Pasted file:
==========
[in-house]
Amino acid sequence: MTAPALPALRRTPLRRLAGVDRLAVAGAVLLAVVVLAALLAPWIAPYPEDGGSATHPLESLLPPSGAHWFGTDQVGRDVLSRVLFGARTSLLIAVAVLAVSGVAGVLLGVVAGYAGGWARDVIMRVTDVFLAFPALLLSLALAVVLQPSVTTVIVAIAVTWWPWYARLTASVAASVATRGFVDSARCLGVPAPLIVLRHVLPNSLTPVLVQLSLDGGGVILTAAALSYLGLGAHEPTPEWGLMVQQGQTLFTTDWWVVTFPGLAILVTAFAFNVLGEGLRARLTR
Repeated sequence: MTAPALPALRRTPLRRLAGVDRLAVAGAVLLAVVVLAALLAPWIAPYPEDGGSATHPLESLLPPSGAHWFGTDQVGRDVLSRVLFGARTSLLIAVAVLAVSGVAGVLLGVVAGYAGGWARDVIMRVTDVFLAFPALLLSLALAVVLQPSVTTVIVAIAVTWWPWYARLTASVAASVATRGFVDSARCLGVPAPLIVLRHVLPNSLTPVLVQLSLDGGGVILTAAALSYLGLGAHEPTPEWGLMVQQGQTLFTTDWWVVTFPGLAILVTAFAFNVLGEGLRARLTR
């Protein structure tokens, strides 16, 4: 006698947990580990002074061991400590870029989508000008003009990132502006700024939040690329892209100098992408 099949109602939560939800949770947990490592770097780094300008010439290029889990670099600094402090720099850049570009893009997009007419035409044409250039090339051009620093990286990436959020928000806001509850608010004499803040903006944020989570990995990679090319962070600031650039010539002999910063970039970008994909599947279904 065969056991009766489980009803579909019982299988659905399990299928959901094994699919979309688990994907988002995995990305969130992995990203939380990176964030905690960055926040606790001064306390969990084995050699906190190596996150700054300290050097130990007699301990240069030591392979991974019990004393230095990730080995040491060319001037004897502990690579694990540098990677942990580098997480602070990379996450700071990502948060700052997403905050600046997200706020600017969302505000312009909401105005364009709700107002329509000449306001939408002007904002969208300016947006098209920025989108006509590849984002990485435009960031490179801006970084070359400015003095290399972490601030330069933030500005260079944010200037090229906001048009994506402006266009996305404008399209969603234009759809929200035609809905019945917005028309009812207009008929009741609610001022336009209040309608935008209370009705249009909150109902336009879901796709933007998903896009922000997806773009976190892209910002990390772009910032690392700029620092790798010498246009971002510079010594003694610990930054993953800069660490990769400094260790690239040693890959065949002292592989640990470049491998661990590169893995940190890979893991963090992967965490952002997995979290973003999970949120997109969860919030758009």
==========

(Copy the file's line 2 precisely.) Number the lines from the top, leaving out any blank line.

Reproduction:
Amino acid sequence: MTAPALPALRRTPLRRLAGVDRLAVAGAVLLAVVVLAALLAPWIAPYPEDGGSATHPLESLLPPSGAHWFGTDQVGRDVLSRVLFGARTSLLIAVAVLAVSGVAGVLLGVVAGYAGGWARDVIMRVTDVFLAFPALLLSLALAVVLQPSVTTVIVAIAVTWWPWYARLTASVAASVATRGFVDSARCLGVPAPLIVLRHVLPNSLTPVLVQLSLDGGGVILTAAALSYLGLGAHEPTPEWGLMVQQGQTLFTTDWWVVTFPGLAILVTAFAFNVLGEGLRARLTR